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In 1970 Joanna Russ published an essay, "The Image of Women in Science Fiction," which discussed the ways in which science fiction portrayed relations between the sexes: "In general, the authors who write reasonably sophisticated and literate science fiction (Clarke, Asimov, for choice) see the relations between the sexes as those of present-day, white, middle-class suburbia." Later in the same essay, Russ notes that science fiction at that point had begun "to attempt the serious presentation of men and women as equals, usually by showing them at work together," but that this was a "reflection of present reality, not genuine speculation." When Russ talks explicitly about science fiction written by women, she categorises it under four headings, including "ladies' magazine fiction" (which, famously, relies on "the sweet, gentle, intuitive little heroine" to solve "an interstellar crisis by mending her slip or doing something equally domestic after her big, heroic husband has failed") and "galactic suburbia," the latter explicitly linked to the earlier comment on work by the likes of Clarke and Asimov.

Russ's impatience with portrayals of women in science fiction, even when written by women, is evident in her casual dismissal of "galactic suburbia" stories. These writers, and their characters, were clearly not bold enough for her taste, and yet, as Lisa Yaszek's Galactic Suburbia: Recovering Women's Science Fiction suggests, Russ is perhaps hasty in dismissing the work of post-war women SF writers, or rather, in using its deficiencies in order to foreground the emergent feminist sf. To do so, Yaszek argues, is to overlook the significance of women's SF in the development of feminist SF writing; her intention is to recover the work of this post-war generation of female writers and reaffirm its historical significance. Although many of these writers write about conservative sex and gender ideals, Yaszek argues that this doesn't necessarily mean that they support them. Instead, she suggests that many female writers are using the images and tropes of science fiction to provide a powerful and nuanced critique of the new world order.

If America's entry into World War 2 saw women being recruited to the general workforce, the end of hostilities saw them being told it was their patriotic duty to retreat to the domestic sphere, and to relinquish their jobs to returning solders. How best to make this loss of freedom seem more palatable? Developments in technology are reflected in the creation of better household appliances which will release women from the drudgery of housework in order to devote more time to raising their children to be good, compliant citizens, and satisfying their husbands' needs, while maintaining control on the domestic front. Rampant consumerism was represented (as it so often is now) as a patriotic duty. During the Cold War, women were represented by government as warriors on the domestic front; they were no longer civilians but vital in maintaining the security of hearth and home.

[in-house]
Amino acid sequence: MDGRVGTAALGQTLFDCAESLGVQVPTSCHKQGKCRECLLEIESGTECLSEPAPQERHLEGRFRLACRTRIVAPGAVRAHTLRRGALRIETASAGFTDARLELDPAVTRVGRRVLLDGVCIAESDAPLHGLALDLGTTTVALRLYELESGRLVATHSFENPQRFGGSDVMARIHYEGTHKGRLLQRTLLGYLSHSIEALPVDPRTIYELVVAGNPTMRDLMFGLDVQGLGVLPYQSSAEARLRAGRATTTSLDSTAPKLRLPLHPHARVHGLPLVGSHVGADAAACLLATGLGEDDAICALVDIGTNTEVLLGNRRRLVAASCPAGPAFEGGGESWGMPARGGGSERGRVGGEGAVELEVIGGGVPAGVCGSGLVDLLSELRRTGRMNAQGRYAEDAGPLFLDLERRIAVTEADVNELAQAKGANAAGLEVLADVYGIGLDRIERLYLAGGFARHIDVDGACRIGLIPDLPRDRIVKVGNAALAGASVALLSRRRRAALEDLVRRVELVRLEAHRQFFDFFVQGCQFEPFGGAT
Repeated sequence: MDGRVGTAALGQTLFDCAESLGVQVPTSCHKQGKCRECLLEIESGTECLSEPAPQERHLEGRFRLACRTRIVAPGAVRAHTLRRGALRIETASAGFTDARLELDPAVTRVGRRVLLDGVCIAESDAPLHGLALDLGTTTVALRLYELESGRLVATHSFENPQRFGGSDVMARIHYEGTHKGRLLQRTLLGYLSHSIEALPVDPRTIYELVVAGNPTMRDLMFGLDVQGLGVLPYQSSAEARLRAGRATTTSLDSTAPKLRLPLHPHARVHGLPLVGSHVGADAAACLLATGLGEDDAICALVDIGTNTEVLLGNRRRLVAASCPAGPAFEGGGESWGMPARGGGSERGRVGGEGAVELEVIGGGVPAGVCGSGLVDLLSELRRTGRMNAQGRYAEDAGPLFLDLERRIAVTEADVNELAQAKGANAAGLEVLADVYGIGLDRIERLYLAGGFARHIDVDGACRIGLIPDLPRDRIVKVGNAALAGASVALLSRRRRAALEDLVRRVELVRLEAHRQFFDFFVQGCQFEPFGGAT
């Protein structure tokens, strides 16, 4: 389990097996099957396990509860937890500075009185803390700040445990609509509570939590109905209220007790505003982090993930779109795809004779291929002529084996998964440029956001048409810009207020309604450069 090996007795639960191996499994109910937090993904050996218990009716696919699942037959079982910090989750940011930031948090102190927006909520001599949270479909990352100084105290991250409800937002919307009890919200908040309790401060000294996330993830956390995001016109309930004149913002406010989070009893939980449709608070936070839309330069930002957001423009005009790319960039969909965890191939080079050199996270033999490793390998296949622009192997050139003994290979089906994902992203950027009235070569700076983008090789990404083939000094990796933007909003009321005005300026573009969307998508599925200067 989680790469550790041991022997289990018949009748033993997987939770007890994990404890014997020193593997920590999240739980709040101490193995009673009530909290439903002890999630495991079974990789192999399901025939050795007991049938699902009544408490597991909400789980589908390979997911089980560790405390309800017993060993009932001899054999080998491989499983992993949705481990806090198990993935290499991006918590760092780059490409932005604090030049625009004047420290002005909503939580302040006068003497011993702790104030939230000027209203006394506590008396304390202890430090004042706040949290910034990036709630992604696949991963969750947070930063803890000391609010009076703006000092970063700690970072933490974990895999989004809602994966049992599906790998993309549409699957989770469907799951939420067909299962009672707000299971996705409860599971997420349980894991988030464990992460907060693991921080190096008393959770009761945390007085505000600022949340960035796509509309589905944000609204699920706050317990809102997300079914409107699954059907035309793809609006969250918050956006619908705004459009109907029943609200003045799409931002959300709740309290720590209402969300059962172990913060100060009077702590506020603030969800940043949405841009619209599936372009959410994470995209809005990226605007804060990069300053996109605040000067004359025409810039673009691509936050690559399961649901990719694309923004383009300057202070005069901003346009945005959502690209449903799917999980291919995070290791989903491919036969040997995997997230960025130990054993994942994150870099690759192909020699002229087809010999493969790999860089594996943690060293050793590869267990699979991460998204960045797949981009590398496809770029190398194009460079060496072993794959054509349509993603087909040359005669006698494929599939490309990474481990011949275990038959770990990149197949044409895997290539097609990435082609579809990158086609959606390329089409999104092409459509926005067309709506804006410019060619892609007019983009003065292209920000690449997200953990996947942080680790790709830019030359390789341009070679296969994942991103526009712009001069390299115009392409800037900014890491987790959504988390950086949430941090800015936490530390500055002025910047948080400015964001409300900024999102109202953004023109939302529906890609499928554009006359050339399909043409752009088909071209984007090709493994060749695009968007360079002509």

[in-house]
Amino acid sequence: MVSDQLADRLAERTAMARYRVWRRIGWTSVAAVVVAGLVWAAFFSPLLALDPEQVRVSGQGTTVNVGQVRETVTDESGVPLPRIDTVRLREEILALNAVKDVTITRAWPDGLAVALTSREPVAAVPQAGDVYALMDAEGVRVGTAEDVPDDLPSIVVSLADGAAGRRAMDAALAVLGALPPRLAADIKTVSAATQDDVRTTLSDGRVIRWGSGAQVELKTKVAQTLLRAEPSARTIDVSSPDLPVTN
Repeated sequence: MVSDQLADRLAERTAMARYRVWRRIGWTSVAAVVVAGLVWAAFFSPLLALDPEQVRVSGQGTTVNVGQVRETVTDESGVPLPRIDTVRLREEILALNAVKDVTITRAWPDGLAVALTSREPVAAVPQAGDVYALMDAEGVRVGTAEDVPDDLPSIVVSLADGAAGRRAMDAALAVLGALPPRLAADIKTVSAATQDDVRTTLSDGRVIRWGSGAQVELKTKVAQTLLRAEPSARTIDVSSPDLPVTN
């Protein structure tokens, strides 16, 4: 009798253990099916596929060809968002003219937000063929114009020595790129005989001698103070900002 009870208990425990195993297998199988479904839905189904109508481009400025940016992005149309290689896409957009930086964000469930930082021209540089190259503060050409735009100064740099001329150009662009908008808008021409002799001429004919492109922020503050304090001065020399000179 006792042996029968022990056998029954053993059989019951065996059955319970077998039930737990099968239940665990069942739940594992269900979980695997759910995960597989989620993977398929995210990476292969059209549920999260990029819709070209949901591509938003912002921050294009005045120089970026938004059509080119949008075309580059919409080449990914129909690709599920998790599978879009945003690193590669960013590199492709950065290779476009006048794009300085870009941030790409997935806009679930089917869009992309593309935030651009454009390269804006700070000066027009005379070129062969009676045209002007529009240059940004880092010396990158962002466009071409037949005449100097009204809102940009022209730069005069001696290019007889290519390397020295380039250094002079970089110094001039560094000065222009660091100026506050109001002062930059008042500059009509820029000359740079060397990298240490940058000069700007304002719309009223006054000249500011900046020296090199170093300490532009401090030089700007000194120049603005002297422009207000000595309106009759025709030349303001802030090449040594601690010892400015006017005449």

Post-war women SF writers addressed all these issues and more, Yaszek suggests. Their work is recognisably SF because of its use of, for example, extrapolated futures, and because it uses classic SF story forms and tropes. However, she points out that this style of SF differs from earlier material in that it focuses much more on the effects of science and technology on women and families, and on the domestic arena in general. Stories are told from the perspective of women who seek to define, or redefine, themselves through familiar roles. These writers are using SF to explore their hopes for and their fears about the emerging post-war world and their position in it, which necessarily involves considering sex and gender. One might term it "feminism by stealth" (and clearly it did not satisfy Joanna Russ's need for a more iconoclastic type of feminist writing), but Yaszek's readings of such stories as Judith Merril's "That Only a Mother" (1948) and Alice Eleanor Jones's "Created He Them" (1955) are persuasive so far as they go.

And yet, I am left with one huge inescapable problem. When Yaszek talks of "Recovering Women's Science Fiction," what is it that she's trying to recover, exactly? Early in the book, she observes that in her research she has discovered almost 300 women writing between the end of the war and the rise of feminist sf. In the discussion, she mentions something over a dozen writers, maybe as many as eighteen, by name. The likes of Shirley Jackson, Judith Merril, Marion Zimmer Bradley and Zenna Henderson are hardly strangers to regular SF readers, while Katherine MacLean, Margaret St. Clair and Mildred Clingerman are by no means unknown either. Some names—Rosel George Brown and Cornelia Jessey—I don't know, but what of the rest? Yaszek notes several times that women SF writers are publishing under "decidedly feminine names," but given the propensity for genre writers to use gender-neutral names or to hide behind pseudonyms, can we be sure that Yaszek and her researchers caught them all?